Marciano bonded with his new team and he swam well. College powerhouses like Michigan and the state of Arizona reached out to him. But his numbers collapsed. He barely saw his friends. Swimming became a job.
“I loved competing, but it got to the point where I hated training,” he said.
It took him about six months to have the nerve to tell his parents that he was thinking of taking a break. They supported him, but also told him, “Don’t rush this decision.”
However, Marciano knew his motivation had evaporated when he went to Ithaca, NY, to meet his club team and he didn’t look up beforehand. So when he was told he was having a best time in the 50 freestyle, he didn’t feel much joy. After that, he only attended high school reunions, mostly to be with friends.
“I saw an infinite ladder — no matter what I did, there would always be something I would reach,” he said.
The following year Marciano visited Zion National Park with his father. He was mesmerized by people climbing walls and buttresses. So he went to the rocks.
Since his first outdoor climb in the summer of 2019, Marciano has devoured climbing articles, videos and podcasts. He posts photos and videos on Instagram and YouTube.
“It’s a liberating sport,” he said. “It’s working together.”
Marciano is not disconnected from swimming. He occasionally teaches classes and has attended the Big East Championships to support a former club teammate.
“I’m not like, oh, I’ve wasted 10, 11 years of my life,” Marciano, an aspiring psychologist, said during a recent training session at Randolph. “Many of the techniques – training and competition – I can apply to everything I do.”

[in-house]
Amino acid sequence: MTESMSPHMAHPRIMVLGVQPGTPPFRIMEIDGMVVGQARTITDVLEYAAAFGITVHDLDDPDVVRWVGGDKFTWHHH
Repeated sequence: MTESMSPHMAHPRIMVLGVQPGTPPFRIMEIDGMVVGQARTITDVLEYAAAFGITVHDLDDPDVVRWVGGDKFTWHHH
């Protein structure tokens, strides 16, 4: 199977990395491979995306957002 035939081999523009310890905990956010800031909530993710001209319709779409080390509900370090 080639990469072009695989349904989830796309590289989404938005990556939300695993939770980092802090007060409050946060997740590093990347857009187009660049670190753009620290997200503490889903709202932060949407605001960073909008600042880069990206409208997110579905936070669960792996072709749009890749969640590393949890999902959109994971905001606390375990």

Marciano’s parents are a little more careful. In an upstairs office, they hold a shadow box full of ribbons and articles, highlighted by a July 2012 Swimming World Magazine profile featuring a smiling Marciano, suspenders and all. A 45-gallon plastic bin overflows with trophies and national certificates for age groups.
“He was once the fastest in the world, at 10 and under, in the 50m backstroke,” recalls his mother, Patricia, wistfully.
On a recent damp day in the Shawangunks, Marciano joined two climbing buddies, Will Stollsteimer, 23, and Mike Stollsteimer, 17, brothers from Newtown, Pennsylvania.
The trio applied chalk to the crevices, for better friction, and dissected the difficulty of their favorite boulders (a V4 here, a V9 there). Marciano was excited for the physical test and the spiritual liberation that would come with it. At Gill Egg, he used his Michigan corn and blue sweatpants and every inch of his six-foot frame to dry the damp patches on the rocks.
“I thought it would be less wet,” he said.